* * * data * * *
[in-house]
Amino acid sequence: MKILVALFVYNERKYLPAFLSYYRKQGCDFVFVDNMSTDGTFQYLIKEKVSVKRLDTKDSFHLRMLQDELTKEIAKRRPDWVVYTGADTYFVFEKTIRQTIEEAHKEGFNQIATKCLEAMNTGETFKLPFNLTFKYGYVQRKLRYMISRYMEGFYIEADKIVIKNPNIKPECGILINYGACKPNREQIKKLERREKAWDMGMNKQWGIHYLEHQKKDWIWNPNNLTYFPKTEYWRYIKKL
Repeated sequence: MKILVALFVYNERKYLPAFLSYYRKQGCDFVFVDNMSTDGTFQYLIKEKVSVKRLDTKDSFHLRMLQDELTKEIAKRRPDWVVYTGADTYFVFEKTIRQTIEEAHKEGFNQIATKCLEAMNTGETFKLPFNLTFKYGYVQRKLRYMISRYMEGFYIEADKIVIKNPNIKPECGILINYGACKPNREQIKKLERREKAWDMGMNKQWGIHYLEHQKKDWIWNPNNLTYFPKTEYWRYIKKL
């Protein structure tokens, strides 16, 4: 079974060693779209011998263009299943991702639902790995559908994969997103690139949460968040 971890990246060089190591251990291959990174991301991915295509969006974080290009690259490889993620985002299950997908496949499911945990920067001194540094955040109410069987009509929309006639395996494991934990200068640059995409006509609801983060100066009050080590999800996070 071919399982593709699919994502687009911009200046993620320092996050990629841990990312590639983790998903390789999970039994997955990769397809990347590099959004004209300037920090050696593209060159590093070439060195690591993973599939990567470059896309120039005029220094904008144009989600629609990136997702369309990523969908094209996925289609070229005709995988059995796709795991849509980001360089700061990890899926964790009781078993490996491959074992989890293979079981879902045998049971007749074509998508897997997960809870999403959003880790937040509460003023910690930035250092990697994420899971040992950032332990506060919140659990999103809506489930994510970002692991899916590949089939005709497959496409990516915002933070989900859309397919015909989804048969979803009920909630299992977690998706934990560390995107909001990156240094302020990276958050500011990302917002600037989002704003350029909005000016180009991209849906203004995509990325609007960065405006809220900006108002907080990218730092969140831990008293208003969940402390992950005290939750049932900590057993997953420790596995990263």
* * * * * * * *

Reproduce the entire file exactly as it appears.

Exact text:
[in-house]
Amino acid sequence: MKILVALFVYNERKYLPAFLSYYRKQGCDFVFVDNMSTDGTFQYLIKEKVSVKRLDTKDSFHLRMLQDELTKEIAKRRPDWVVYTGADTYFVFEKTIRQTIEEAHKEGFNQIATKCLEAMNTGETFKLPFNLTFKYGYVQRKLRYMISRYMEGFYIEADKIVIKNPNIKPECGILINYGACKPNREQIKKLERREKAWDMGMNKQWGIHYLEHQKKDWIWNPNNLTYFPKTEYWRYIKKL
Repeated sequence: MKILVALFVYNERKYLPAFLSYYRKQGCDFVFVDNMSTDGTFQYLIKEKVSVKRLDTKDSFHLRMLQDELTKEIAKRRPDWVVYTGADTYFVFEKTIRQTIEEAHKEGFNQIATKCLEAMNTGETFKLPFNLTFKYGYVQRKLRYMISRYMEGFYIEADKIVIKNPNIKPECGILINYGACKPNREQIKKLERREKAWDMGMNKQWGIHYLEHQKKDWIWNPNNLTYFPKTEYWRYIKKL
């Protein structure tokens, strides 16, 4: 079974060693779209011998263009299943991702639902790995559908994969997103690139949460968040 971890990246060089190591251990291959990174991301991915295509969006974080290009690259490889993620985002299950997908496949499911945990920067001194540094955040109410069987009509929309006639395996494991934990200068640059995409006509609801983060100066009050080590999800996070 071919399982593709699919994502687009911009200046993620320092996050990629841990990312590639983790998903390789999970039994997955990769397809990347590099959004004209300037920090050696593209060159590093070439060195690591993973599939990567470059896309120039005029220094904008144009989600629609990136997702369309990523969908094209996925289609070229005709995988059995796709795991849509980001360089700061990890899926964790009781078993490996491959074992989890293979079981879902045998049971007749074509998508897997997960809870999403959003880790937040509460003023910690930035250092990697994420899971040992950032332990506060919140659990999103809506489930994510970002692991899916590949089939005709497959496409990516915002933070989900859309397919015909989804048969979803009920909630299992977690998706934990560390995107909001990156240094302020990276958050500011990302917002600037989002704003350029909005000016180009991209849906203004995509990325609007960065405006809220900006108002907080990218730092969140831990008293208003969940402390992950005290939750049932900590057993997953420790596995990263």